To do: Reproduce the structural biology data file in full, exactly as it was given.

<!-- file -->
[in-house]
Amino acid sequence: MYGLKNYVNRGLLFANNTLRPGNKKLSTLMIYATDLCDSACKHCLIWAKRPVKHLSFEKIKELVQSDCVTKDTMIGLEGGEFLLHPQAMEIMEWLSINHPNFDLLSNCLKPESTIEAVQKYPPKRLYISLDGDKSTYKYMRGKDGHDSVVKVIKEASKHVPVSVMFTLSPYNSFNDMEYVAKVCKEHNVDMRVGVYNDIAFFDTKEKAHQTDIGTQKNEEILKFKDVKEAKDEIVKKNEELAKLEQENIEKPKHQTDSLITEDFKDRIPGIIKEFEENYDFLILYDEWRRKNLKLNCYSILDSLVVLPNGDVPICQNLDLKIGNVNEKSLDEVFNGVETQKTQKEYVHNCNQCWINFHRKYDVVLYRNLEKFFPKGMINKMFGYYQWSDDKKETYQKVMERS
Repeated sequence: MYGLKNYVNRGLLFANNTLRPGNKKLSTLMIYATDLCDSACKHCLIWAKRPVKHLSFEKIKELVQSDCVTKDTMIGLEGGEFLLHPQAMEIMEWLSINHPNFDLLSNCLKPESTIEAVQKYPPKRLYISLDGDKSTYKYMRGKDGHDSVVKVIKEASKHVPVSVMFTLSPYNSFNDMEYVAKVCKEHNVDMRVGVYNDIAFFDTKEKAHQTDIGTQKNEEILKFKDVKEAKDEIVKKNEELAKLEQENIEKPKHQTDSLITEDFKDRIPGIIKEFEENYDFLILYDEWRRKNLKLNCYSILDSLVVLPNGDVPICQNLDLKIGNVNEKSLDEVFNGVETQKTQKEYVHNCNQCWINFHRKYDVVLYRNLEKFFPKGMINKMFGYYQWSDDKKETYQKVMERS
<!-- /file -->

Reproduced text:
[in-house]
Amino acid sequence: MYGLKNYVNRGLLFANNTLRPGNKKLSTLMIYATDLCDSACKHCLIWAKRPVKHLSFEKIKELVQSDCVTKDTMIGLEGGEFLLHPQAMEIMEWLSINHPNFDLLSNCLKPESTIEAVQKYPPKRLYISLDGDKSTYKYMRGKDGHDSVVKVIKEASKHVPVSVMFTLSPYNSFNDMEYVAKVCKEHNVDMRVGVYNDIAFFDTKEKAHQTDIGTQKNEEILKFKDVKEAKDEIVKKNEELAKLEQENIEKPKHQTDSLITEDFKDRIPGIIKEFEENYDFLILYDEWRRKNLKLNCYSILDSLVVLPNGDVPICQNLDLKIGNVNEKSLDEVFNGVETQKTQKEYVHNCNQCWINFHRKYDVVLYRNLEKFFPKGMINKMFGYYQWSDDKKETYQKVMERS
Repeated sequence: MYGLKNYVNRGLLFANNTLRPGNKKLSTLMIYATDLCDSACKHCLIWAKRPVKHLSFEKIKELVQSDCVTKDTMIGLEGGEFLLHPQAMEIMEWLSINHPNFDLLSNCLKPESTIEAVQKYPPKRLYISLDGDKSTYKYMRGKDGHDSVVKVIKEASKHVPVSVMFTLSPYNSFNDMEYVAKVCKEHNVDMRVGVYNDIAFFDTKEKAHQTDIGTQKNEEILKFKDVKEAKDEIVKKNEELAKLEQENIEKPKHQTDSLITEDFKDRIPGIIKEFEENYDFLILYDEWRRKNLKLNCYSILDSLVVLPNGDVPICQNLDLKIGNVNEKSLDEVFNGVETQKTQKEYVHNCNQCWINFHRKYDVVLYRNLEKFFPKGMINKMFGYYQWSDDKKETYQKVMERS